Such is my life as a deacon now. What it will be later, we’ll see.

But I continue to pray that God may use me to serve the People of God and give me the joy and courage I need.

Monday, August 22, 2016

Fear, Thomas Merton, and William Willimon

Last night I finished two books just before going to sleep. I recommend them both.

I usually read a few books at a time but this time these two books provided me with a lot to think about. And they both concern “fear”.

Jim Forest’s The Root of War Is Fear: Thomas Merton's advice to peacemakers was published this week and, getting it on Kindle, I devoured it in four days. 

Thomas Merton has been a significant person in my life.

Merton's collection of quotes from Gandhi in Gandhi on Non-Violence played a major role in helping me in the late 1960s discern how to respond to war and peace. I was against the war in Viet Nam, but Gandhi’s explanation of the courage that is needed for the nonviolence of the strong spurred me to a commitment to active nonviolence.

Merton's collection of quotes on the Desert Fathers, The Wisdom of the Desert, opened up for me another aspect of living with God – especially the Zen-like quips and deeds of those who left for the desert – in part to offer an alternative to a Christianity allied with the Empire.

The collection of essays Raids on the Unspeakable sustains and challenges me even now. Here he wrote on the Eichmann trial, inspired by Hannah Arendt’s coverage of the Eichmann trial. His essay, “The Time of the End Is the Time of No Room,” has provided me with a Christmas meditation almost every year. The opening essay, “Rain and the Rhinoceros,” pulls together an ancient Christian writer, the existentialist dramatist Ionesco, rain, and war.

But the essay “The Root of War Is Fear” is one of his most important writings for me. It is full of great wisdom and a challenge for all of us.

Jim Forest, a personal friend, takes the title of his work from this essay but goes well beyond Merton’s challenges expressed there. Jim, who has written a great biography of Merton, Living with Wisdom, with fantastic photos – as well as one of Dorothy Day,  All Is Grace – gives an overview of Merton’s life, with great insights gleaned from Jim’s visits and correspondence with Merton.  

The book is filled with extensive quotations from Merton, most often situated in their context by Jim’s marvelous prose. The full text of the letter from Jim that provoked the Merton letter known in its abbreviated form as “Letter to a Young Activist” is included, together with the full text of Merton’s response – which reveals a wisdom and a sensitivity that are badly needed today. An unpublished satirical letter of Merton’s, in the style of Jonathan Swift, from Marco J. Frisbee, is included as an appendix.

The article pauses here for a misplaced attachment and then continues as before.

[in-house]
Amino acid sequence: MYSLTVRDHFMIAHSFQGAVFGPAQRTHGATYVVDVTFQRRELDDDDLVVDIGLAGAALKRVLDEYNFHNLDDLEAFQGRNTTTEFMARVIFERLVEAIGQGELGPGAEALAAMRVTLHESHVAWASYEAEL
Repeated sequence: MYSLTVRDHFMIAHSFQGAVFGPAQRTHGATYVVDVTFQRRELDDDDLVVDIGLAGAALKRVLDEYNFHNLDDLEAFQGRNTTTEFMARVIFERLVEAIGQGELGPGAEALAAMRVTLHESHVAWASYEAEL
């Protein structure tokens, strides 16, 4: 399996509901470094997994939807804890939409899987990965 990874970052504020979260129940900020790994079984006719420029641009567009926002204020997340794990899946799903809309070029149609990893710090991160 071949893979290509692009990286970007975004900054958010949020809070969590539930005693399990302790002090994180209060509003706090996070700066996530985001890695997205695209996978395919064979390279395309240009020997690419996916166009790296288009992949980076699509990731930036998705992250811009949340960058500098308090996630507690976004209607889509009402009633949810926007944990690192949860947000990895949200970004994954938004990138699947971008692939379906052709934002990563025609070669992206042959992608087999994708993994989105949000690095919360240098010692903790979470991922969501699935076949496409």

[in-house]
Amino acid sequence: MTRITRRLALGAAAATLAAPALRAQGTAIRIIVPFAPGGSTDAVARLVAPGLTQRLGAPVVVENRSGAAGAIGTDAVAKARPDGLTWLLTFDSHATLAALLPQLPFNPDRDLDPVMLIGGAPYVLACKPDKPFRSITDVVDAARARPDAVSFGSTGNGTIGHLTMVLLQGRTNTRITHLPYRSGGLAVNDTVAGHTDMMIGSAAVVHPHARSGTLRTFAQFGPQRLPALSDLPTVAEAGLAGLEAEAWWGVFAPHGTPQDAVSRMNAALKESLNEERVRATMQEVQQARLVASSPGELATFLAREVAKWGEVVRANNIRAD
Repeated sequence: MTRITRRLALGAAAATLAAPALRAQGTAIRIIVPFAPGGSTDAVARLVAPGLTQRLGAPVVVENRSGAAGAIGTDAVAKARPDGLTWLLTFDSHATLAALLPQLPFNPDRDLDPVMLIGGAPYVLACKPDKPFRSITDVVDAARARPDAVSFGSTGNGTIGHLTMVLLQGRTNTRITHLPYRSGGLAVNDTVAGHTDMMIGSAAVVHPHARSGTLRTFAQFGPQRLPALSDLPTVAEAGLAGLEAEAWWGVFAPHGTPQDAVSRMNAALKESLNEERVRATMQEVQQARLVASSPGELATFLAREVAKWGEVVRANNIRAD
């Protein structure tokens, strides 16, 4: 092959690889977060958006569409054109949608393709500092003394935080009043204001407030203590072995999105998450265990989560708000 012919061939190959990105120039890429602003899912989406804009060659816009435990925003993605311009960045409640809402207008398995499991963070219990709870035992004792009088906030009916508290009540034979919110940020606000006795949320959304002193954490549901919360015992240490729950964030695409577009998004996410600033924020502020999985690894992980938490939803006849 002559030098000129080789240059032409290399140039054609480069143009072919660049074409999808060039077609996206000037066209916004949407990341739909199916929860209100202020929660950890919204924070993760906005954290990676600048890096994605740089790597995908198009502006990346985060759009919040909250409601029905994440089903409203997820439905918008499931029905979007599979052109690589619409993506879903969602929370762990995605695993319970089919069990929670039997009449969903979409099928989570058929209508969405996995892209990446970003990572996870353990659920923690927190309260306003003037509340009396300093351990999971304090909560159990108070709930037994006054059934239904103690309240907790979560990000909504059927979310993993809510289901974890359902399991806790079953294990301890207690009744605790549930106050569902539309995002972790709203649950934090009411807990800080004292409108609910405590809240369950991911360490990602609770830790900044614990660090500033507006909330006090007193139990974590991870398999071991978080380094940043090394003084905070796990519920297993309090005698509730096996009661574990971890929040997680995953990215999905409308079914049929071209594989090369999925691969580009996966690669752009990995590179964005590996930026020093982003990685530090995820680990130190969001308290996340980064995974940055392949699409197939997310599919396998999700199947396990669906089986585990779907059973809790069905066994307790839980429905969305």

I will return to this book in the next few months, savoring the wisdom of Merton.

The other book I finished last night was William Willimon’s Fear of the Other: No Fear in Love is the work of a Methodist theologian and bishop responding to the current site of fear in the United States (and around the globe).

I ran across Willimon’s writing many years ago and am probably one of the few Catholics who read and really liked the 1989 book he co-wrote with Stanley Hauerwas, Resident Aliens. I was also impressed by other writings, especially in relation to higher education. I thus persuaded the planning committee of the Catholic Campus Ministry Association to invite him to one of their national conventions.

In Fear of the Other, Willimon offers a vision of faith, centered in Jesus Christ, who comes forward to us and changes our way of being. As he writes, “God is shown, in Christ, to be pure will toward embrace.”

And thus, “I take the step toward [the Other] and open my arms, not primarily because of my enlightened redefinition of the Other but rather because of Jesus’s redefinition of me.”

Again, it is a book full of gems that challenge us, especially in his reinterpretation of the story of the Good Samaritan. I will not write here what he suggests, lest I spoil the impact it had on me – and may have on most US church-goers.

These two books are very different but they have both helped me begin to understand why I do not experience a lot of fear, even though there is violence around us here in Honduras. Maybe it’s because I’m trying to take seriously the challenge of Merton and Willimon.

Willimon writes:
         We are commissioned to the active, searching, seeking, embracing love of the Other.

And, as Merton wrote to Jim Forest:
All the good that you will do will come not from you but from the fact that you have allowed yourself, in the obedience of faith, to be used by God's love.